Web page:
An overview of the criminal process that sets in when a person faces crime charges

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Any person charged with a crime can avail constitutional protection by following specific procedures that are almost the same across all jurisdictions. But what should be the course of action from the time the person faces the charges will be clear only if there is a proper understanding of the various steps that follow.   If anyone faces criminal charges or gets arrested in the USA, then the first thing to do is to contact a criminal defense lawyer like Tucson Lawyer Elias Damianakos to ensure that defendants can protect their rights by seeking legal help.

Facing charges before an arrest

The police may file charges against a person before arresting him or her. In such cases, the judge will issue an arrest warrant to arrest the person. Once the police can locate the person, he or she will get arrested, and the police will provide a copy of the arrest warrant that mentions the charges against the person. It is not necessary that the police must carry a copy of the warrant and produce it at the time of the arrest. However, they must produce it to the person within a reasonable time after the arrest.

Booking

Following a person’s arrest, the police department will book him or her. It consists of taking fingerprints followed by completion of other procedural requirements. Pending a court trial, the person will remain in police custody for a maximum of 48 hours within which the hearing will take place. While in police custody, the person has the right to speak to a lawyer or contact an attorney. At least, the person should get a brief opportunity to meet with the attorney who would represent his case in the court.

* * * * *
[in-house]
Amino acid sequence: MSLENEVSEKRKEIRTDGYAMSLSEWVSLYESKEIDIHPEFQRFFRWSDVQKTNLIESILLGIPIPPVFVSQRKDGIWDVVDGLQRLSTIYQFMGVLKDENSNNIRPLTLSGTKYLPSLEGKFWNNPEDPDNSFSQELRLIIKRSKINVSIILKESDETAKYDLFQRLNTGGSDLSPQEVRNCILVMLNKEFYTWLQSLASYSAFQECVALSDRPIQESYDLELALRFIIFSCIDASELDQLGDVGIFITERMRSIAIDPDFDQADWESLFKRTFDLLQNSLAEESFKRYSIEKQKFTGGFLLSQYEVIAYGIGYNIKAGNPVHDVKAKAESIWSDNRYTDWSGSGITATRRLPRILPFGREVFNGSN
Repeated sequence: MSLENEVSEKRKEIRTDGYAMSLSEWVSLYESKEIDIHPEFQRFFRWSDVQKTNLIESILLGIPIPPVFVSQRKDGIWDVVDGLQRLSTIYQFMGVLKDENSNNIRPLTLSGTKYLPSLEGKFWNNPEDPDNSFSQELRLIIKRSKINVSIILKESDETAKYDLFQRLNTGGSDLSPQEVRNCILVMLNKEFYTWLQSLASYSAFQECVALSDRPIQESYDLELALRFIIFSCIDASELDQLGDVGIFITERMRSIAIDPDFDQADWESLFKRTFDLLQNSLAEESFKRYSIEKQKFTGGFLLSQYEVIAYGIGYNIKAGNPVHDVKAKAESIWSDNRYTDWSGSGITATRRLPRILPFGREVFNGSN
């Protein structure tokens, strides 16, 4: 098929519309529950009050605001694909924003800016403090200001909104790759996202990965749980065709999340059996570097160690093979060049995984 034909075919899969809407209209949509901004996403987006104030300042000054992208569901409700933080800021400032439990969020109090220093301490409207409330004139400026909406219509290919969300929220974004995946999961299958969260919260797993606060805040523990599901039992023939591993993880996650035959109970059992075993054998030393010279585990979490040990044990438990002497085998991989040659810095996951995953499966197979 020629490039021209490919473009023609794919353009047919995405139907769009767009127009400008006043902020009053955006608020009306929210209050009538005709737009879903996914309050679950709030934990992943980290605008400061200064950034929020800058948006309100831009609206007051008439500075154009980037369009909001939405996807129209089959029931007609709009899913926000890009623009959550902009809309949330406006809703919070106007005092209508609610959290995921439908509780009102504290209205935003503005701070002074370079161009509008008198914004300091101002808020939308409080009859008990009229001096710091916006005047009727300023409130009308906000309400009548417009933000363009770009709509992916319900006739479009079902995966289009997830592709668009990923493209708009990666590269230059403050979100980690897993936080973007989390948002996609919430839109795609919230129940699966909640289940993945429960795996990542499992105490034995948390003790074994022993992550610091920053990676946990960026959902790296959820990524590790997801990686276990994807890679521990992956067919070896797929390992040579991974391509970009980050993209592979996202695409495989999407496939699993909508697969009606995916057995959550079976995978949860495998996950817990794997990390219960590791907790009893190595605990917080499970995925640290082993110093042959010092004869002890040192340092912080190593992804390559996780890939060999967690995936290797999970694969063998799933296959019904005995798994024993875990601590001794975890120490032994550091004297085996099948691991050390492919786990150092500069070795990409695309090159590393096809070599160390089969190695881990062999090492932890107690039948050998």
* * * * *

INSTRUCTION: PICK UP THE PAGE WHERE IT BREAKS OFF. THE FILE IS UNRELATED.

At the court

When the case moves to the court, the judge will read the charges brought against the person who is the defendant. Maybe this is the first time that the person hears about the charges brought against him or her in case the arrest happened without an arrest warrant. The judge has to make sure that the person understands the explanation given to him. Next, the judge will provide a chance for the defendant to enter a plea for not guilty, guilty, or no contest.  Despite being guilty, a defendant can plead not guilty if they feel that there is not enough evidence to prove the guilt. All pleas of not guilty lead to trial where the government must prove beyond a reasonable doubt that the person was guilty of the crime stated in the charges.

The jury decides

Based on the evidence presented by the defendant and plaintiff, the jury will decide on whether the defendant is guilty or not. If the defendant waives the right to a jury trial, then the judge must make the decision. The defendant’s attorney can guide whether to waive or not to waive the right to a jury trial.

If proved not guilty, the defendant will be released from custody. If the person pleads for no contest or found guilty of the charges, it will lead to a sentencing hearing.

July 23, 2019 · Tim Kevan · Comments Closed
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